Monday: Hili dialogue, farm rush hour and some on this day tweets

November 11, 2019 • 3:26 am

by Matthew Cobb

Hili is being a good scientist:

Hili: According to my research what I was looking for is not here.
A: And what now?
Hili: Further research is needed.
In Polish:
Hili: Jak wynika z moich badań, prawdopodobnie nie ma tu tego, czego szukam.
Ja: I co teraz?
Hili: Muszę przeprowadzić dalsze badania.
Duck report from JAC:  One of the Secret Duck Farmers reports a record number of ducks in the pond:
34 ducks for lunch. Lots of fussing and shoving and jockeying for position was going on at lunch. Most of the ducks hop up to the grass for chow, and some stay back in the middle of the pond and don’t come near me. I’m making a wild guess that the majority have been here before. Those could be our ducklings all grown up? Maybe?
It’s possible, but I’m hoping these ducks are fueling up before migrating south. 34 is a record number of ducks in a small pond in my experience. (They have, as one SDF suggested, read a Yelp review that Botany Pond has great accommodations and a free buffet.) The pond should freeze this week, and if the ducks don’t leave by then we’ll start discussing cutting their rations.
The farm rush-hour takes place at a site called Marsh Farm, but it is in fact the Caenhill Countryside Centre, a charity. More here. Anyway, this morning it is dry but muddy, and the animals are in a real hurry to get out – even the goat and the sheep (why Bumblebee the sheep is kept in the barn at night, and not in the field with the others, I don’t know).


Smudge the cat is very interested in the roses that are on the barn door, and then does some climbing:

On an alpaca farm, the rush hour is more sedate:


Male copperhead snakes having a standoff:

A fabulous Monday murmuration:


On this day:


101 years ago today, the guns fell silent in World War 1. In the UK and the Commonwealth, the day is marked by wreaths of poppies, which grew ‘in Flanders fields’ despite the destruction, as the Canadian poet John McCrae put it in 1915. In Australia, something rather touching has happened.


12 thoughts on “Monday: Hili dialogue, farm rush hour and some on this day tweets

  1. Love the Remembrance pigeon!

    Jerry will be interested in this perhaps –
    The Church, intensive kinship, and global psychological variation

    “There is substantial variation in psychological attributes across cultures. Schulz et al. examined whether the spread of Catholicism in Europe generated much of this variation (see the Perspective by Gelfand). In particular, they focus on how the Church broke down extended kin-based institutions and encouraged a nuclear family structure. To do this, the authors developed measures of historical Church exposure and kin-based institutions across populations. These measures accounted for individual differences in 20 psychological outcomes collected in prior studies.”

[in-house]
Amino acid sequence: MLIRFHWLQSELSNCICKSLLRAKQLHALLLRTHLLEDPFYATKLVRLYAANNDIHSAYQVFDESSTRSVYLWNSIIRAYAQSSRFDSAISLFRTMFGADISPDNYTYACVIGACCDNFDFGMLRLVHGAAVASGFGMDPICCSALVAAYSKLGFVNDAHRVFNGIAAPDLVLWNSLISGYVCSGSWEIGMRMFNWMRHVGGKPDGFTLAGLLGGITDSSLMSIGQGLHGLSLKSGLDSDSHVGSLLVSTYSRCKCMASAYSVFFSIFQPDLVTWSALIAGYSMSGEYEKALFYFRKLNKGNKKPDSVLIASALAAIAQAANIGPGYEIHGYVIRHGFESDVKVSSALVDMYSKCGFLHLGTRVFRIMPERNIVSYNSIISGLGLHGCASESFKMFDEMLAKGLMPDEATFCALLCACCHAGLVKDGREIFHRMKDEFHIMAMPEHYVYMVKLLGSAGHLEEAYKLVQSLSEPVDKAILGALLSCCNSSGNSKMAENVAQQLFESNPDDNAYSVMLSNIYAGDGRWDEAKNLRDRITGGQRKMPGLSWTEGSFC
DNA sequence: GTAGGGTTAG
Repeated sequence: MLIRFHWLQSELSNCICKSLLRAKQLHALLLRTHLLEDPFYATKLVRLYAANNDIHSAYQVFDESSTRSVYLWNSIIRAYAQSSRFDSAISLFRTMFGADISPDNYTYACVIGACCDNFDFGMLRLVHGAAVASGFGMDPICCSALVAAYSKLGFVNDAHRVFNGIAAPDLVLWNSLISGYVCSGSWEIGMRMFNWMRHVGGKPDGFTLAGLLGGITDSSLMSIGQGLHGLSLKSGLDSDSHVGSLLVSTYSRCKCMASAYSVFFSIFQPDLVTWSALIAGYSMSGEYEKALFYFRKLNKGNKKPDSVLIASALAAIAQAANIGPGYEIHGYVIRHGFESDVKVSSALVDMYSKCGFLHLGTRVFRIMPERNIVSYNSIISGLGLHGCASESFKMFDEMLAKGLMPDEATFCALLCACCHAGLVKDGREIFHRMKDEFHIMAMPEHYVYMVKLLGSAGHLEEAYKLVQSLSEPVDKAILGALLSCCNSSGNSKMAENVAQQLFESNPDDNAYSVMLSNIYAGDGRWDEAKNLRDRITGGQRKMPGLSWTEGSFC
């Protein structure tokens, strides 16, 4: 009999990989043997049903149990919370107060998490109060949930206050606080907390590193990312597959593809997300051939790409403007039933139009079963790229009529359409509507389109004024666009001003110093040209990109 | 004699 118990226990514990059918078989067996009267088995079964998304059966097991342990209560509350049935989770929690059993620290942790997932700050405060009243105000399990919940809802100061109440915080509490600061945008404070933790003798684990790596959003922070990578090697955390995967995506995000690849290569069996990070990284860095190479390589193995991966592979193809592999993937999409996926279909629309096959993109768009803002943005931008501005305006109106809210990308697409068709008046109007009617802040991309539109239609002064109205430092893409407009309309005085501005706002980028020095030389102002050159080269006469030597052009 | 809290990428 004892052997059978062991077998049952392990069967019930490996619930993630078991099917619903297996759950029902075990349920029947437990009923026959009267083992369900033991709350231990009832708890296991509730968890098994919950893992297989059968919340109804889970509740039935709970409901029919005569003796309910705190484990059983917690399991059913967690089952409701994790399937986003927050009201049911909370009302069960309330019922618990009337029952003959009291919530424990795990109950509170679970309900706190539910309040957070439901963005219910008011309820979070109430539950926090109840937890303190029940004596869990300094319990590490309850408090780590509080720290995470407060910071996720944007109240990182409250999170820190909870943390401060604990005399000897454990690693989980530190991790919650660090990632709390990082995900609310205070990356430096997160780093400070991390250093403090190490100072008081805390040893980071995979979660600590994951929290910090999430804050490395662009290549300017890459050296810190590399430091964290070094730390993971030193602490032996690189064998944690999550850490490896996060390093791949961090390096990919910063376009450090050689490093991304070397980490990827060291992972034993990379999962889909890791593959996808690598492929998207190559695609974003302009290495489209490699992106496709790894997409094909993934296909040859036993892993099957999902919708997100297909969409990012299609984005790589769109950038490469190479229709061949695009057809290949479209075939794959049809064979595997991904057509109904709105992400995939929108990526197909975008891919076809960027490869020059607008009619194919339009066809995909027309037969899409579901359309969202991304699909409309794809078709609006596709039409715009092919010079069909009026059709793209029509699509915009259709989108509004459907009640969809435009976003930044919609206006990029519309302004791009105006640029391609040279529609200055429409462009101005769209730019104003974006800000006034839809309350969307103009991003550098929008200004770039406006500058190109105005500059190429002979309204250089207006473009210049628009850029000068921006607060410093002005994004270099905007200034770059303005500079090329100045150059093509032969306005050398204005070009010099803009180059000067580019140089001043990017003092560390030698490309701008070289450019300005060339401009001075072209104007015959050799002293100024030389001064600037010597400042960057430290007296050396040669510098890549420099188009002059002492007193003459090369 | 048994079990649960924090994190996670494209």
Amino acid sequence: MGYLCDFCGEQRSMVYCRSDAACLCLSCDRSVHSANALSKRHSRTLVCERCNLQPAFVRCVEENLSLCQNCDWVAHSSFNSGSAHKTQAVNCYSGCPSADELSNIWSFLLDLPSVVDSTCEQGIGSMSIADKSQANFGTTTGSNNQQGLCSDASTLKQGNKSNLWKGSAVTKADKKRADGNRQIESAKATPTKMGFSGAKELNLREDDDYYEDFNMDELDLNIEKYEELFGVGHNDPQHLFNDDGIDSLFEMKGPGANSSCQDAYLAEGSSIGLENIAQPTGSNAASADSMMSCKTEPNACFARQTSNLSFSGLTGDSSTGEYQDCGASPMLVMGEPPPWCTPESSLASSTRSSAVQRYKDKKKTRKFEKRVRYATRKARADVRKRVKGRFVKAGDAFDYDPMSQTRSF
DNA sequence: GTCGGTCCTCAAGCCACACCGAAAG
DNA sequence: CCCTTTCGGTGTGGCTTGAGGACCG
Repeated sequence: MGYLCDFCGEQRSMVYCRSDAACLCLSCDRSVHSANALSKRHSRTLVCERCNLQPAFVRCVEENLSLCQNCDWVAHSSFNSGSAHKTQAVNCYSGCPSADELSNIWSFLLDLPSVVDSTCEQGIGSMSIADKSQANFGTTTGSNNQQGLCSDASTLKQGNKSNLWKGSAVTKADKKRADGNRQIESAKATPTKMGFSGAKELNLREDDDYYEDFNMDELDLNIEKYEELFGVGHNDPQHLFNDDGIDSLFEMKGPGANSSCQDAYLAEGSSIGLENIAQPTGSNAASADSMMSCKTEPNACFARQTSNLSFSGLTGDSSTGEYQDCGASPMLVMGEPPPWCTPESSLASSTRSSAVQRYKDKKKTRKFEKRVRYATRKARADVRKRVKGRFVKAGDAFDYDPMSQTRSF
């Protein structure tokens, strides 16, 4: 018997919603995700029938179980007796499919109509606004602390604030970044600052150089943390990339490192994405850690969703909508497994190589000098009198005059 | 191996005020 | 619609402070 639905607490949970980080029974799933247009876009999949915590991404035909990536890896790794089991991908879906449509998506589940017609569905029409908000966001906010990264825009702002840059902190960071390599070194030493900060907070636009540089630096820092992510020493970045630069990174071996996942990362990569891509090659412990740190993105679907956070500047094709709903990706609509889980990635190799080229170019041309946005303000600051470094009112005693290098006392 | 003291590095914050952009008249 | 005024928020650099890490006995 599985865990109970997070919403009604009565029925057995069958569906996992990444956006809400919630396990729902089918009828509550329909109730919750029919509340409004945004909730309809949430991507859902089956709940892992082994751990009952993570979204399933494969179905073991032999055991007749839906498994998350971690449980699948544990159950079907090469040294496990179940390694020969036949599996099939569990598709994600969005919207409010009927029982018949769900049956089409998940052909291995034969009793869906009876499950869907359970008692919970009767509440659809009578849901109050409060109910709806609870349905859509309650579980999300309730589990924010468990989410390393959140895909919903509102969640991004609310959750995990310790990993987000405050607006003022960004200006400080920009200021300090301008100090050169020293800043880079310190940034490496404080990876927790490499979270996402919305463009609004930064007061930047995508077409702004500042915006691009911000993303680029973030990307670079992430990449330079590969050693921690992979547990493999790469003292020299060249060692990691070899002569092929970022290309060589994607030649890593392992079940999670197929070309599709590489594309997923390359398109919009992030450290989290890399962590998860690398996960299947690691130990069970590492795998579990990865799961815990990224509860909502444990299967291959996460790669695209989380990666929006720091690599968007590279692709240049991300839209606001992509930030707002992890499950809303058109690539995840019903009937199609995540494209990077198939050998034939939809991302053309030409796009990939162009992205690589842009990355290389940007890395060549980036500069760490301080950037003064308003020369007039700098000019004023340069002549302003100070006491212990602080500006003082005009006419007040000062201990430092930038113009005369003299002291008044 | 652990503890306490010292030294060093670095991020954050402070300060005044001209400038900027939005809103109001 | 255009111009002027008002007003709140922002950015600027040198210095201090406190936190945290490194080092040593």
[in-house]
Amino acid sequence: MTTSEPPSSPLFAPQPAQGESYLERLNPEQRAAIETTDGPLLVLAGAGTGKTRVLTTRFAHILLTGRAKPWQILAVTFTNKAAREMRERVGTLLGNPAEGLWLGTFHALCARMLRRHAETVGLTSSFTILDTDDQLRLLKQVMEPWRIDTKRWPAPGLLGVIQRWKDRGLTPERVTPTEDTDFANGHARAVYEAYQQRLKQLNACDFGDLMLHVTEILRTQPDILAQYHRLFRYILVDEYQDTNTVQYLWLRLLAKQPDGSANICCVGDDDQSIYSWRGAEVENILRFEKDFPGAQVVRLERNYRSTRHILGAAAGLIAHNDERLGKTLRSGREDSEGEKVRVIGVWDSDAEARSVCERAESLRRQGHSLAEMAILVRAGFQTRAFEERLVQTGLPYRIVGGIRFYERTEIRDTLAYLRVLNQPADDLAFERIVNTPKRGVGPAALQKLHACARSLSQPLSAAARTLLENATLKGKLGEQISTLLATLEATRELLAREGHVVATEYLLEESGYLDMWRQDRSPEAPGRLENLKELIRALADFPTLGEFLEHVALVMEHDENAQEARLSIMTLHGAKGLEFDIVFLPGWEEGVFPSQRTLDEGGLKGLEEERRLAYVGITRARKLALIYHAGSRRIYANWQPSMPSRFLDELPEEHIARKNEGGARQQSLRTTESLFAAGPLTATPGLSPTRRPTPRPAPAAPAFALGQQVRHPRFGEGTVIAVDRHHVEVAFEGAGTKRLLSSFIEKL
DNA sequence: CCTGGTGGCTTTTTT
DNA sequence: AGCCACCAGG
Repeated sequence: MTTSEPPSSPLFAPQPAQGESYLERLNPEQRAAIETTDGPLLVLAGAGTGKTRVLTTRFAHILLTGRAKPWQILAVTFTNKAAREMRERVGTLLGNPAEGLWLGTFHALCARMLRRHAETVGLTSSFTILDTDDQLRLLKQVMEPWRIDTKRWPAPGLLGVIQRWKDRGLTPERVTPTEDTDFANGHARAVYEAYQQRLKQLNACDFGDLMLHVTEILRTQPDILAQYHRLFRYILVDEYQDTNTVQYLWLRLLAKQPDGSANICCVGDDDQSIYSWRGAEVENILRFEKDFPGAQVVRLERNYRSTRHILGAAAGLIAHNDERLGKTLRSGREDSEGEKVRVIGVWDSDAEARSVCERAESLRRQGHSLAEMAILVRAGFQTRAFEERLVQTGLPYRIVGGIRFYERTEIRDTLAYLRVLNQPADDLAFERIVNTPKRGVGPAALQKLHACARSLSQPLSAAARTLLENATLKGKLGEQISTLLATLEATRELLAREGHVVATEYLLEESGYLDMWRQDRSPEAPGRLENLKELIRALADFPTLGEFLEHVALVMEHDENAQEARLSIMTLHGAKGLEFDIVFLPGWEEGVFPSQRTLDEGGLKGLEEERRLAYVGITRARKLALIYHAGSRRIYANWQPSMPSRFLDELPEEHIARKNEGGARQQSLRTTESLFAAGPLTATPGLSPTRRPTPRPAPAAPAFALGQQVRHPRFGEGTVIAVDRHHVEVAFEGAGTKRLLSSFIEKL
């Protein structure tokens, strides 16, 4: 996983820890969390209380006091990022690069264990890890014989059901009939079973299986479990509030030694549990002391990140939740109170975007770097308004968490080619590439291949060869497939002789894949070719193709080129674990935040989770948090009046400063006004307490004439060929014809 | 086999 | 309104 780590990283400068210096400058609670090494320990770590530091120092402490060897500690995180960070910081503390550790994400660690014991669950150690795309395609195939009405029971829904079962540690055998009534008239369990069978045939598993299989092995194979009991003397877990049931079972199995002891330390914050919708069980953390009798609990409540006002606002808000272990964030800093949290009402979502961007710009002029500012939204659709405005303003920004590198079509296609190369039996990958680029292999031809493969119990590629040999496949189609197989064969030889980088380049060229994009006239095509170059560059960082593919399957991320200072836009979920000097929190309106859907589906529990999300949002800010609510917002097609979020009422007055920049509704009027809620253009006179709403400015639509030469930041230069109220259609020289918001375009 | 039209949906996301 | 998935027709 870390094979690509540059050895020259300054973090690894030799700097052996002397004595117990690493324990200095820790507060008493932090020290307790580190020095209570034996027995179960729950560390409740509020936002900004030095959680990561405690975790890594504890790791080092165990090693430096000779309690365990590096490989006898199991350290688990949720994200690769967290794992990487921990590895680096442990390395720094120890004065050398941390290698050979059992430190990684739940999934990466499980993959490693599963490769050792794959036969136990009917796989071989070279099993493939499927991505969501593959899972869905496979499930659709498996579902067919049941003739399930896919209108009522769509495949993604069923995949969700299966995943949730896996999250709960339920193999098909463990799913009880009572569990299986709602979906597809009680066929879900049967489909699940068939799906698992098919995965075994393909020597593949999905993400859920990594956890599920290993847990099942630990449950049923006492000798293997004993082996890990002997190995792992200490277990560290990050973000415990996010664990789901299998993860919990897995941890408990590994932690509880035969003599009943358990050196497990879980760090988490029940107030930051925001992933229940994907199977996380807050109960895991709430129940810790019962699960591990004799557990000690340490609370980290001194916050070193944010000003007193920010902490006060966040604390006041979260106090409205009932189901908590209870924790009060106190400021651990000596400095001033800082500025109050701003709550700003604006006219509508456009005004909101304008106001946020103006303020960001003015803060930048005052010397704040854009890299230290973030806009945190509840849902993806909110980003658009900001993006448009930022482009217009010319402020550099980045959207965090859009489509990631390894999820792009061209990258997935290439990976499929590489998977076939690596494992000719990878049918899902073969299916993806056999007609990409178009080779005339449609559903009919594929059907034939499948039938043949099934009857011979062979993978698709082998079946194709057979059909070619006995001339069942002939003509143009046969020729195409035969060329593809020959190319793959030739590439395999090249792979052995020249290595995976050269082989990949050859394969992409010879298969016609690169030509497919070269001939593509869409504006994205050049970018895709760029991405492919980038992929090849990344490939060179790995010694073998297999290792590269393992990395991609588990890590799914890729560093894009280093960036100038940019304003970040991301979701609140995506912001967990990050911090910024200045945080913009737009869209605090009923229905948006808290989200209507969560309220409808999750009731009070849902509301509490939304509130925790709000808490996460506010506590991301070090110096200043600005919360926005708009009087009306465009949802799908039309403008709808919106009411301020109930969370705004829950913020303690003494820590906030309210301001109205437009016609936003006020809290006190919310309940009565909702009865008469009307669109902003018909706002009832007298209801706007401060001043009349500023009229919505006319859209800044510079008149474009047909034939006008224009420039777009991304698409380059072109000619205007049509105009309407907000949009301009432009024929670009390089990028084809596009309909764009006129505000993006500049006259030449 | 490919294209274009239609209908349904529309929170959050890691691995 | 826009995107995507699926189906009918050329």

2. Lovely Hili Dialogue (including other offerings)

    I finally saw They Shall Not Grow Old. Astonishing. Makes you think.

  3. Re Marsh Farm ,what is the name of the black cat i saw being let out a few days ago .
    Also ,those little birds you can see around the 0.29 point ,how do they avoid becoming lunch for the two cats?

    1. Forgotten the name of the black cat I’m afraid! Chris – who runs the site and does the commentary – says that the cats are just used to living with the birds, including the chicks, and don’t try to eat them…

      A more cynical answer would be provided by one of Jerry’s favourite jokes:

      A group of interfaith religious leaders were getting a tour around the Jerusalem Zoo by its administrator, Shmuel Shapira. Shmuel showed them one cage where a lion was lying together with a young lamb.

      The head of the delegation was amazed. “For 2000 years, we’ve prayed for signs of the messianic era and the prophesy that the lion will lie down next to the lamb. How did you do it?”

      “It was quite easy,” Shmuel replied, “All it needs is a new lamb a day!”

      – MC

      1. Back in the summer (what summer ) I heard a chicken outside my shed ,went out and my three cats were transfixed by it ,but they were all keeping a safe distance from it.
        They have bought a rabbit or two home to me in the past .

  4. Love the alpacas. Friends had some a while back, which they said were a bit of a tax shelter doubling as exotic pets.

    “Economists suspect that hyping may have played a role in the alpaca investment bubble last decade. In 2005, the average male sold at auction fetched over $70,000, implying significant savings for purchasers who used the tax exemption intended to stimulate business investment. The creatures, smaller cousins of the llama, were being pitched to buyers as an about-to-boom industry, promising the market for alpaca fleece was on the cusp of taking off…And like all bubbles built on speculation, it eventually burst”.

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